The Rhodes Must Fall "Shackville" protest came to a head on Tuesday afternoon as historical UCT artworks were burnt, a Jammie shuttle and a car were set alight and protesters were arrested.
The shack had been erected on Monday in response to the lack of housing at UCT, a situation that has left some students without rooms in UCT residences.
The situation escalated on Tuesday after protesters removed and burnt artworks from Fuller Hall and Smuts Hall residences as well as Jameson Hall, and attempted to prevent public order police and private security from demolishing the shack.
Police and private security eventually overpowered the protesters and tore down the shack, dispersing them with stun grenades. Private security then chased after protesters, capturing two. Later on in the evening another protester was arrested. The total number of people arrested has yet to be confirmed.
After the initial dispersion a car on upper campus was set alight as was a Jammie Shuttle outside a residence on lower campus. Protesters also managed to re-erect the badly damaged shack but after doing this they soon dispersed, fearing more stun grenades from the police.
Tuesday's protest began after the university sent a communication to the protesters telling them to move the shack as it was causing a backlog of traffic on the M3 and "interferes with the freedom of movement of other staff and students". Rhodes Must Fall (RMF) was told in the letter that at 5pm on Tuesday, the shack would be moved if RMF had not already done so. After 5pm passed without the shack being removed, protesters entered Fuller Hall, a female residence on upper campus, and served themselves dinner.
Protester Zola Shokane told GroundUp that they were eating there because despite black students being "educated and entitled enough" they were "forced to go to class hungry" as they had been "displaced", apparently referring to the shortages of rooms in residences.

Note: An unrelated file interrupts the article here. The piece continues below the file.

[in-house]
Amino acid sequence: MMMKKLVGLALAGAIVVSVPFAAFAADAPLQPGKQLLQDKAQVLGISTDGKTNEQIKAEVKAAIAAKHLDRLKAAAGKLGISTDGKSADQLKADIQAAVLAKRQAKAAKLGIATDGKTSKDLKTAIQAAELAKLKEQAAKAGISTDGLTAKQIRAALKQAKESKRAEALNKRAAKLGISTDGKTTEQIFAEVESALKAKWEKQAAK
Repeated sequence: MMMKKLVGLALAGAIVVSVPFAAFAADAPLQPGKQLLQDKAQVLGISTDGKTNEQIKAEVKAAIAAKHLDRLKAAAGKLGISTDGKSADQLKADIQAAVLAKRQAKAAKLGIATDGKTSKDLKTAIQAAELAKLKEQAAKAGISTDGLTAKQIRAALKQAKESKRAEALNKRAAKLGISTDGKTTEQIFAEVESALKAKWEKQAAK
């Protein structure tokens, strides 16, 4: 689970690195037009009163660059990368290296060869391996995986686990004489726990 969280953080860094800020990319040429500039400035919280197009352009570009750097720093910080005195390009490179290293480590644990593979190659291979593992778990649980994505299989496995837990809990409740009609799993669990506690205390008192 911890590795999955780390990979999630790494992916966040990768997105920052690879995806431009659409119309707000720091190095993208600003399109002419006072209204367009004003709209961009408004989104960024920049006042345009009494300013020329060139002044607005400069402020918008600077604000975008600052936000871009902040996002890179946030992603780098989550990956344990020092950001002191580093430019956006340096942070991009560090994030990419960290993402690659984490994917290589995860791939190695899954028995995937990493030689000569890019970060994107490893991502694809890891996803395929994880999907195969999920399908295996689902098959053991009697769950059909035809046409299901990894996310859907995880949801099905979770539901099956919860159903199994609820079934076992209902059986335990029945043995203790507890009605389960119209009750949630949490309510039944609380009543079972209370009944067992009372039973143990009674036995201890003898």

The burning of the artworks then began with a protestor calling the artworks "symbols of the coloniser".
"We [must] go to each and every building and every problematic white person's picture we must take down," announced a protester to the crowd.
While most of the artworks were portraits of historical figures connected to UCT, at least one appeared to in fact be an anti-apartheid painting featuring a figure holding a sign reading "no to violence".
According to the protesters this was a "decolonisation project" and the burning of artworks represented "colonial symbols being eradicated".
When police began to arrive they told the protesters who questioned their presence that they were called by the campus protection services as "they were feeling overwhelmed".
Protesters then discussed a way forward, and the suggestion of another UCT total shutdown was suggested.
"We are not done, we are just getting started," said Shokane to the crowd.
Shokane said that their demands were centred on housing and fees.
"The agenda is emancipation at all costs," said Shokane. She said that free education was needed because "the cure for cancer could be in the brain of a child in Khayelitsha".
Police and private security tear down "Shackville". Photo: Ashleigh Furlong "Shackville" demolished. Photo: Ashleigh Furlong
Protestor Masixole Landu said that they needed to know how many black students were successful or unsuccessful in appealing academic exclusion. "The first thing we need to do is to make sure that in 2016 no black child is getting excluded from UCT," said Landu.
UCT's Executive Director of Communication & Marketing, Gerda Kruger, wrote: "The behaviour of RMF members is criminal and has exceeded all possible limits of lawful protest action. We are deeply concerned for the safety of students and staff. We call on students to refrain from supporting RMF in these actions and to vacate the area."
The university is obtaining an interdict and charges are being laid against the leaders of RMF.
Deputy Vice-Chancellor Professor Francis Petersen gave reasons for the shortage of accommodation in a statement earlier on Tuesday: (1) the number of first-year students accepting offers from the university has increased "perhaps as a result of the expectations created nationally of better financial aid and lower fees", (2) students "completing deferred exams needed beds while awaiting decisions related to financial aid ... and academic exclusion or readmission which are much later than usual due to the deferred exams," and (3) "the clearance of historic debt has increased the number of returning students".
Petersen also said that the RMF occupation of administration buildings had delayed the university's ability to respond effectively.